The Australian College of Health Informatics is Australia's peak health informatics professional body. As such the College is concerned that information technology be effectively and successfully implemented in support of healthcare service delivery.

Because of this core interest, and ACHI’s recognition that lack of trust in the ability of information technology to manage private information correctly and securely on the part of the populace could risk successful Health IT implementations, ACHI has an interest in ensuring that the implementation of the Access Card addresses patient privacy appropriately.

ACHI’s View on the Overall Access Card Proposal.

ACHI has no firm view on the policy correctness of the introduction of the Access Card (and the large and complex technology infrastructure needed to support it) as it is presently proposed.

ACHI does however note that a project of this scale does carry very significant implementation risks, due to both its scale and complexity, which will need to be very carefully managed if the current estimates off costs, benefits and timelines are to be met.

Additionally ACHI does have concern that the Access Card is not as voluntary, in a practical sense, as Government has stated. The inability to access Medicare, Centrelink and similar benefits would place significant cost on most citizens who chooses not to have the Access Card. For those with major medical expenses or those on Centrelink income support it is essentially compulsory in all but name. This point is raised because the virtually compulsory nature of the Access Card has significant privacy implications as will be explored below.

Note: This submission assumes that only identification data will be held on the Access Card. The issues that arise if the card functionality extends beyond this (i.e. the card becomes a partial electronic health record) are very complex and would require more detailed review (covering data segmentation on the smartcard, currency of information, primary and secondary data use, emergency, de-identification, pseudonymisation and so on) and are beyond the scope of the Access Card as we presently understand it.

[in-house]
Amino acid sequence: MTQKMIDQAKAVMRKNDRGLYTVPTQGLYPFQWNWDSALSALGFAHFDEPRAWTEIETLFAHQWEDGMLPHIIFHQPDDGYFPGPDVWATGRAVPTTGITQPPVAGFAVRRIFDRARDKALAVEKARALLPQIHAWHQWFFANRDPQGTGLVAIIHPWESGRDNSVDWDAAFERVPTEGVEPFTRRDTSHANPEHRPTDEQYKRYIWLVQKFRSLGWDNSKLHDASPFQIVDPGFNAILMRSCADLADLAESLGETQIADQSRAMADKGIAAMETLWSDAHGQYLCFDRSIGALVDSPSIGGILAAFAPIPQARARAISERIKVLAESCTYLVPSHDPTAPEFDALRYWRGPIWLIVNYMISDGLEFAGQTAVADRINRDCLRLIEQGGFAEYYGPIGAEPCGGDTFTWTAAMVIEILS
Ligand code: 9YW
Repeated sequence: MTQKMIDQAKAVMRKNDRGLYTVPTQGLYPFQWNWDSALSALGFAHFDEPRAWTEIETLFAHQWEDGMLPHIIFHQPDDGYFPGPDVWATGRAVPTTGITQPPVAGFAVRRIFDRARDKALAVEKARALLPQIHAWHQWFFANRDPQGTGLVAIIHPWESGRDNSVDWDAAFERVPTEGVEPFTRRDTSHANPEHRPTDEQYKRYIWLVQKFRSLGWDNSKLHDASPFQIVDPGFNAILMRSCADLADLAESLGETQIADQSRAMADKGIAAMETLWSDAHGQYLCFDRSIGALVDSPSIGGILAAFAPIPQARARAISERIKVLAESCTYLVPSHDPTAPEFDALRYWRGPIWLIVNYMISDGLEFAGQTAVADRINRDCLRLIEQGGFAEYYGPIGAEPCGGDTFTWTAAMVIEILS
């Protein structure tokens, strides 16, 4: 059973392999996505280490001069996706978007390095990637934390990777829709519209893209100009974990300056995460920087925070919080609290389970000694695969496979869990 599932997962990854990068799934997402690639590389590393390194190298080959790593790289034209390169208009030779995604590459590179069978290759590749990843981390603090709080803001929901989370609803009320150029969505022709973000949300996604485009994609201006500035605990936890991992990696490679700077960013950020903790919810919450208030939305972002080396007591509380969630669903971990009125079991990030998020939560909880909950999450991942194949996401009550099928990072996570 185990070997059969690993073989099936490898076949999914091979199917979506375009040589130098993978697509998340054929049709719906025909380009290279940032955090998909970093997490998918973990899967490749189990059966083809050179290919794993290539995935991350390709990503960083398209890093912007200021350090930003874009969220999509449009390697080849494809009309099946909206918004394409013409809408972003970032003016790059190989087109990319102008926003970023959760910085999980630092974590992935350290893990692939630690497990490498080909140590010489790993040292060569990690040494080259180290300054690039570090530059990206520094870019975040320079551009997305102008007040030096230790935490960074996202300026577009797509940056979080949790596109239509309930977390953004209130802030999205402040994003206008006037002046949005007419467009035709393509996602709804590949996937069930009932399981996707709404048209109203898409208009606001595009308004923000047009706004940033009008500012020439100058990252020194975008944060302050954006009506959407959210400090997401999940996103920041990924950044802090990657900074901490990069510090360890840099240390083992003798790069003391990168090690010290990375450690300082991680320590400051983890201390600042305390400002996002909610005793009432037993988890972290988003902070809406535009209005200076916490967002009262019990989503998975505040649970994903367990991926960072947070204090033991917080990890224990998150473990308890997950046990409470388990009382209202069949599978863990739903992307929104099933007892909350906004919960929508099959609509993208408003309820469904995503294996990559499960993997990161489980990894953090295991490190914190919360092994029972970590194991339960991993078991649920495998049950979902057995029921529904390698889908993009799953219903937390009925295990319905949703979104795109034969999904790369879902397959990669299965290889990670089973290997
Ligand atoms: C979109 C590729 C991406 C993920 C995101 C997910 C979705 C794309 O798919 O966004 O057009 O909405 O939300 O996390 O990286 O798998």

Comments on Privacy Aspects of the proposed Access Card

The Australian College of Health Informatics (ACHI) would like to offer the following for consideration in regard to possible privacy issues surrounding the proposed access card.

1. ACHI is a strong supporter of the Australian National Privacy Principles as a framework for consideration of privacy issues but also believes that Identifiable Personal Health Information requires protection and handling beyond what is offered in the NPP because of the potential sensitivity of such information.

This point has been recognised by the existence of specific legislation in both the Commonwealth and a number of State Jurisdictions specially focussed on preservation of Health Information Privacy and Confidentiality.

The complexity and sensitivity of the issue can be appreciated by recognising that the National Health Privacy Code, whose development was begun in by Health Ministers in 2000 has yet (in October 2006) to be finalised, and that the only evidence of this work being undertaken in now not on the DoHA web site but in the National Archive.

The lack of agreement on this code would argue for care in the storage of Health Information on the Access Card or its attendant backup repository systems until this code is finalised.

2. ACHI is of the view that unless the possible privacy issues surrounding the proposed Access Card are carefully and rigorously framed and developed, and that public opinion is satisfied with the privacy management outcomes developed, there will be substantial public resistance to the adoption and use of the Card.

3. ACHI believes that the threats to personal privacy from electronic records and paper based records are sufficiently different as to require separate consideration, despite the similarity of the objectives to be met with each type of record. As an example 10000 paper records require a major logistic effort to steal whereas 10000 complete electronic patient records could easily be stolen on a 25gm USB Key.

ACHI also recognises that there are also efficiency and process advantages possible with well designed identity management systems. It would be of great value to the health sector if a trusted and privacy enhancing identifier were available to support Electronic Health Record initiatives.

4. ACHI understands the importance of accurate identification of individuals for both patient safety as well as fraud control and is concerned that any system that is devised has sufficient safeguards and protections to ensure extremely low risk of mis-identification. ACHI also recognises that any identification system is only as robust and reliable as its weakest link and that the processes around enrolling, maintaining and securing the identity information held must be very reliable indeed. This means that any temptation to cut cost corners that lead to compromise of the integrity of the system need to be strenuously resisted.